Qualcomm exec among those killed in midair plane collision
SAN DIEGO (AP) — The pilot of a small plane who was killed in a collision with a small jet over Southern California was an executive at San Diego chipmaker Qualcomm, Inc., authorities and the company said.
Michael A. Copeland, 55, was the pilot and lone person aboard the Cessna 172 that crashed with a Saberliner jet near a small San Diego County airport, the county’s medical examiner said in a statement Tuesday night.
Copeland had worked as a senior marketing manager at Qualcomm since 2008.
“We are extremely saddened by the news,” Qualcomm said in a statement. “Michael was a much-loved member of our team. He was a talented marketer, brand strategist, editor and writer who helped bring Qualcomm’s stories to life.”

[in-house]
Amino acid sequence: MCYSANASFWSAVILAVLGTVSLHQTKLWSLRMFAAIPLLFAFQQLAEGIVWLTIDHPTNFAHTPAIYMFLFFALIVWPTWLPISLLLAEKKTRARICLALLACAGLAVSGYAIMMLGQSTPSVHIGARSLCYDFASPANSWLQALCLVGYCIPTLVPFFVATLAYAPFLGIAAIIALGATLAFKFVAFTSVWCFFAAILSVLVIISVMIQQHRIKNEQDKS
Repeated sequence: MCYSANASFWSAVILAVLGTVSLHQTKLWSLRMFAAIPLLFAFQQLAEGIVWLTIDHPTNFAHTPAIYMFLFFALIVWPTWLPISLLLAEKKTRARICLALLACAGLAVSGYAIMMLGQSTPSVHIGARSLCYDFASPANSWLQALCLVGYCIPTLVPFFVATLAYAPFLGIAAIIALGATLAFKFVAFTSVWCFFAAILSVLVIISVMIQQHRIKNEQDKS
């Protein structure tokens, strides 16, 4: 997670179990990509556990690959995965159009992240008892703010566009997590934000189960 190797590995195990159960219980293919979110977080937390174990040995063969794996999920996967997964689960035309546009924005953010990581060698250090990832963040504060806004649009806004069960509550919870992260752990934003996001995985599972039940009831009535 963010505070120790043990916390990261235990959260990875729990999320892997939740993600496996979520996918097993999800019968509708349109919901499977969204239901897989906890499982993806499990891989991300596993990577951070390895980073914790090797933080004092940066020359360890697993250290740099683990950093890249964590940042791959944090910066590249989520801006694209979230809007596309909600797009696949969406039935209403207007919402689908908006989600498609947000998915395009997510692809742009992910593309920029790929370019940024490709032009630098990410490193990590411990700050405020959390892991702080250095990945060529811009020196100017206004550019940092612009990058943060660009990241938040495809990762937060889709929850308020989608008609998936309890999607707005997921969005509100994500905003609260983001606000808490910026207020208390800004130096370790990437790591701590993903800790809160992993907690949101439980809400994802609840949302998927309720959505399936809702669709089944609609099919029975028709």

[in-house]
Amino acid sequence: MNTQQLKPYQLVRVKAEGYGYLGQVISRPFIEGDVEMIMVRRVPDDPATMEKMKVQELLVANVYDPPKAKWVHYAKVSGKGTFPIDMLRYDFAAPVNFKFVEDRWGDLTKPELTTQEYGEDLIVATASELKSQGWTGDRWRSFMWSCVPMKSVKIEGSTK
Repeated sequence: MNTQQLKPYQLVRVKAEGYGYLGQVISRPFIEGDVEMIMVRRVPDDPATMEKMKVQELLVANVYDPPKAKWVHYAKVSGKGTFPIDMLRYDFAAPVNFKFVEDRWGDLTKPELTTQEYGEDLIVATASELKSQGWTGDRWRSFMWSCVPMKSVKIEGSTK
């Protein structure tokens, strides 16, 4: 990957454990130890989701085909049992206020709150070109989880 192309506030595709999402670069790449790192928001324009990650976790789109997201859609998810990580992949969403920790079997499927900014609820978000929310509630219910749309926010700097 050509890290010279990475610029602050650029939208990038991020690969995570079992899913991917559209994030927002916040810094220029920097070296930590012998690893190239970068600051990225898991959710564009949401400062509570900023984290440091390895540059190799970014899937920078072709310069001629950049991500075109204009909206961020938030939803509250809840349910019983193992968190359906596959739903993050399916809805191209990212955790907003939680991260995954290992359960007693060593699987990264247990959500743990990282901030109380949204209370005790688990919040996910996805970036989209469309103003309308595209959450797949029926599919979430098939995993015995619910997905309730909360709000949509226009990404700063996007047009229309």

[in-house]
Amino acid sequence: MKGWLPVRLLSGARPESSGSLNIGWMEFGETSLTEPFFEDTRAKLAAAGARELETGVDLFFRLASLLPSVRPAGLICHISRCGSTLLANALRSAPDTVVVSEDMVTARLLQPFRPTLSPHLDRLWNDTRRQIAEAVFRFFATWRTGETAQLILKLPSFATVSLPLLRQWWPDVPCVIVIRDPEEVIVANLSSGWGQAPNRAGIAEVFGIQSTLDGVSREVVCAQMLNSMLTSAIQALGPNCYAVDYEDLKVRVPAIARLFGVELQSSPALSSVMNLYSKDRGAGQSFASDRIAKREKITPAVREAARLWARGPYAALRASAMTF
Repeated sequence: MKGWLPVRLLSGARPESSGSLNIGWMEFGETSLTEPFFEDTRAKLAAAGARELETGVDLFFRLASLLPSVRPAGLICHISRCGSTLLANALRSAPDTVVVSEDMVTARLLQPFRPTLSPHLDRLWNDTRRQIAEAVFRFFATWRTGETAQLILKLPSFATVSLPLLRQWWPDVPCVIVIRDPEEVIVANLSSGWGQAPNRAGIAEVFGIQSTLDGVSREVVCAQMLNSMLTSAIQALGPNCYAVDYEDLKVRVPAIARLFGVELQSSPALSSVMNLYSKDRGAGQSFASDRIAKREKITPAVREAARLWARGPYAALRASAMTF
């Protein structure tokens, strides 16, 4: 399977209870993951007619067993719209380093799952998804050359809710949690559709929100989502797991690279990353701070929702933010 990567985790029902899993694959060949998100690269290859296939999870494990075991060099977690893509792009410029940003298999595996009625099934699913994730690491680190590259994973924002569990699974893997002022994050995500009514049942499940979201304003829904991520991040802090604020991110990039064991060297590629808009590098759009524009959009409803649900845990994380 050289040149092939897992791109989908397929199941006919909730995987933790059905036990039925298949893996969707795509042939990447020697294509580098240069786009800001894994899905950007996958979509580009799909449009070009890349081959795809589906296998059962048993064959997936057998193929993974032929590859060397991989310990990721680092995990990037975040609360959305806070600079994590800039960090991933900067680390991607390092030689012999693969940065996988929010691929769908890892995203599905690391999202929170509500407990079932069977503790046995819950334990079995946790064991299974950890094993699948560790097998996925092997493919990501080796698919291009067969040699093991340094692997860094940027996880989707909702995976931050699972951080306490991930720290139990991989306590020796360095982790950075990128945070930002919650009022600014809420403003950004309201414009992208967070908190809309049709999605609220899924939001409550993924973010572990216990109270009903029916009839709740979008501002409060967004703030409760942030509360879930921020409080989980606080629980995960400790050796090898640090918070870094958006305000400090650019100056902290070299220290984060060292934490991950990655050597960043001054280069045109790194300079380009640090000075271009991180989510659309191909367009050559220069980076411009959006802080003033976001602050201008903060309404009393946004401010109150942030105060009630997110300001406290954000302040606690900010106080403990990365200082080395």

Copeland, an Illinois native who had worked for more than 30 years as a professional writer and marketer, is survived by a wife and two children, the San Diego Union-Tribune reports.
His Cessna collided with the fast-moving, twin-engine Sabreliner jet near a small San Diego County airport on Sunday. Copeland and all four people aboard the jet were killed.
Copeland was practicing “touch-and-go” landings at Brown Municipal Airport, authorities said. That’s when a plane briefly touches down, and then immediately increases power to take off again.
The jet was carrying contractors and returning from doing work for the Navy.
Both planes caught fire when they hit the ground and broke apart.
The National Transportation Safety Board is investigating the cause of the collision in a probe that could take as long as a year.
Three of those killed on the jet were employees of military contractor BAE systems: Carlos Palos, John Kovach and Jeff Percy. A fourth has not been identified.